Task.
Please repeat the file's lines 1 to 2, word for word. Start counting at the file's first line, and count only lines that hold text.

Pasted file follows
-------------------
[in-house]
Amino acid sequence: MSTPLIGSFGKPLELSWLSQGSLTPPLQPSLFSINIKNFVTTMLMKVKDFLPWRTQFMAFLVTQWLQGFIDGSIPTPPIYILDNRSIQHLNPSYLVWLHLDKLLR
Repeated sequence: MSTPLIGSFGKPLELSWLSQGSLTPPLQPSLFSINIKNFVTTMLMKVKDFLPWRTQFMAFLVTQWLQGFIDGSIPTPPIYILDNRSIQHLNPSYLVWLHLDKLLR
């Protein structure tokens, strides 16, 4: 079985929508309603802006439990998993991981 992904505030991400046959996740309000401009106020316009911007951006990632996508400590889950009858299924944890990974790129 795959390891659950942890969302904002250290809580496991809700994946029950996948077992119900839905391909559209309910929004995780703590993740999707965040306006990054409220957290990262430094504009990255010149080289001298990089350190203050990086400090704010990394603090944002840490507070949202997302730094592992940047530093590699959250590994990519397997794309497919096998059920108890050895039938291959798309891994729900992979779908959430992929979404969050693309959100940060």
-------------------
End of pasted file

[in-house]
Amino acid sequence: MSTPLIGSFGKPLELSWLSQGSLTPPLQPSLFSINIKNFVTTMLMKVKDFLPWRTQFMAFLVTQWLQGFIDGSIPTPPIYILDNRSIQHLNPSYLVWLHLDKLLR